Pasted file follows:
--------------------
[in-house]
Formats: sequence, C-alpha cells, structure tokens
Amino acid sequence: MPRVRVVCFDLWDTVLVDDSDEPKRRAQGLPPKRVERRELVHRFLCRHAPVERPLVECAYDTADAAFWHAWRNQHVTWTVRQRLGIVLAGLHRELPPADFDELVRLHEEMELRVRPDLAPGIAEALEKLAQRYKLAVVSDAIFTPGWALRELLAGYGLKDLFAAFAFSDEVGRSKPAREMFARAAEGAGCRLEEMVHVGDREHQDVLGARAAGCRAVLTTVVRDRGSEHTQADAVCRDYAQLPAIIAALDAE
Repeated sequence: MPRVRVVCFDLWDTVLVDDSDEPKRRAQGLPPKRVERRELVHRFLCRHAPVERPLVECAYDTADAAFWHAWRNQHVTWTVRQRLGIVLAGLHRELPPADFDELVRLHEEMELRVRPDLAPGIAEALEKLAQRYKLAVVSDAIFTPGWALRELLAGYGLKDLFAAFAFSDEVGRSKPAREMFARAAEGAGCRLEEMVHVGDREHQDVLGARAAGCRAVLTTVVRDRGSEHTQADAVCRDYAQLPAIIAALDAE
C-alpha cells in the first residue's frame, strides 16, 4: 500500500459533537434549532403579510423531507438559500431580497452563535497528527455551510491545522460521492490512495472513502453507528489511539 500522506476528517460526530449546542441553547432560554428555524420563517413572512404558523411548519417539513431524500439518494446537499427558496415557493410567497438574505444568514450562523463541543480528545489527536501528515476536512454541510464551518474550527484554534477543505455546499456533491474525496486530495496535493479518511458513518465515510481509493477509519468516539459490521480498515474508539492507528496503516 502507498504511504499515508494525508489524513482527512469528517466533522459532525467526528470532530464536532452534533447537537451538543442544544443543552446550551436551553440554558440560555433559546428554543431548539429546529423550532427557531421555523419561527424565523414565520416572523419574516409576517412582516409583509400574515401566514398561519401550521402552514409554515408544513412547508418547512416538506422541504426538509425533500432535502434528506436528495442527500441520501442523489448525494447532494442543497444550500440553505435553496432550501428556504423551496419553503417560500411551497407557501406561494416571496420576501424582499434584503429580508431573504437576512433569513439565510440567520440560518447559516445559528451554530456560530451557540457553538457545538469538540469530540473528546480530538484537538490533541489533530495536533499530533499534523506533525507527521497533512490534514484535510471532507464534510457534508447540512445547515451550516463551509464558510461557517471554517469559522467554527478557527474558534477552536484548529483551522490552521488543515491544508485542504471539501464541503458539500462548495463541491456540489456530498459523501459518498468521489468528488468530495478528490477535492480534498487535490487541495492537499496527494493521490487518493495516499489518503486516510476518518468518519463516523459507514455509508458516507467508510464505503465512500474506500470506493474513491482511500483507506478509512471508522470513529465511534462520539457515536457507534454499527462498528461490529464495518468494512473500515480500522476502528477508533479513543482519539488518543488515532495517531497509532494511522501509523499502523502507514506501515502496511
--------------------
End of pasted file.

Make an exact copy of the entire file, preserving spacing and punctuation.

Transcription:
[in-house]
Formats: sequence, C-alpha cells, structure tokens
Amino acid sequence: MPRVRVVCFDLWDTVLVDDSDEPKRRAQGLPPKRVERRELVHRFLCRHAPVERPLVECAYDTADAAFWHAWRNQHVTWTVRQRLGIVLAGLHRELPPADFDELVRLHEEMELRVRPDLAPGIAEALEKLAQRYKLAVVSDAIFTPGWALRELLAGYGLKDLFAAFAFSDEVGRSKPAREMFARAAEGAGCRLEEMVHVGDREHQDVLGARAAGCRAVLTTVVRDRGSEHTQADAVCRDYAQLPAIIAALDAE
Repeated sequence: MPRVRVVCFDLWDTVLVDDSDEPKRRAQGLPPKRVERRELVHRFLCRHAPVERPLVECAYDTADAAFWHAWRNQHVTWTVRQRLGIVLAGLHRELPPADFDELVRLHEEMELRVRPDLAPGIAEALEKLAQRYKLAVVSDAIFTPGWALRELLAGYGLKDLFAAFAFSDEVGRSKPAREMFARAAEGAGCRLEEMVHVGDREHQDVLGARAAGCRAVLTTVVRDRGSEHTQADAVCRDYAQLPAIIAALDAE
C-alpha cells in the first residue's frame, strides 16, 4: 500500500459533537434549532403579510423531507438559500431580497452563535497528527455551510491545522460521492490512495472513502453507528489511539 500522506476528517460526530449546542441553547432560554428555524420563517413572512404558523411548519417539513431524500439518494446537499427558496415557493410567497438574505444568514450562523463541543480528545489527536501528515476536512454541510464551518474550527484554534477543505455546499456533491474525496486530495496535493479518511458513518465515510481509493477509519468516539459490521480498515474508539492507528496503516 502507498504511504499515508494525508489524513482527512469528517466533522459532525467526528470532530464536532452534533447537537451538543442544544443543552446550551436551553440554558440560555433559546428554543431548539429546529423550532427557531421555523419561527424565523414565520416572523419574516409576517412582516409583509400574515401566514398561519401550521402552514409554515408544513412547508418547512416538506422541504426538509425533500432535502434528506436528495442527500441520501442523489448525494447532494442543497444550500440553505435553496432550501428556504423551496419553503417560500411551497407557501406561494416571496420576501424582499434584503429580508431573504437576512433569513439565510440567520440560518447559516445559528451554530456560530451557540457553538457545538469538540469530540473528546480530538484537538490533541489533530495536533499530533499534523506533525507527521497533512490534514484535510471532507464534510457534508447540512445547515451550516463551509464558510461557517471554517469559522467554527478557527474558534477552536484548529483551522490552521488543515491544508485542504471539501464541503458539500462548495463541491456540489456530498459523501459518498468521489468528488468530495478528490477535492480534498487535490487541495492537499496527494493521490487518493495516499489518503486516510476518518468518519463516523459507514455509508458516507467508510464505503465512500474506500470506493474513491482511500483507506478509512471508522470513529465511534462520539457515536457507534454499527462498528461490529464495518468494512473500515480500522476502528477508533479513543482519539488518543488515532495517531497509532494511522501509523499502523502507514506501515502496511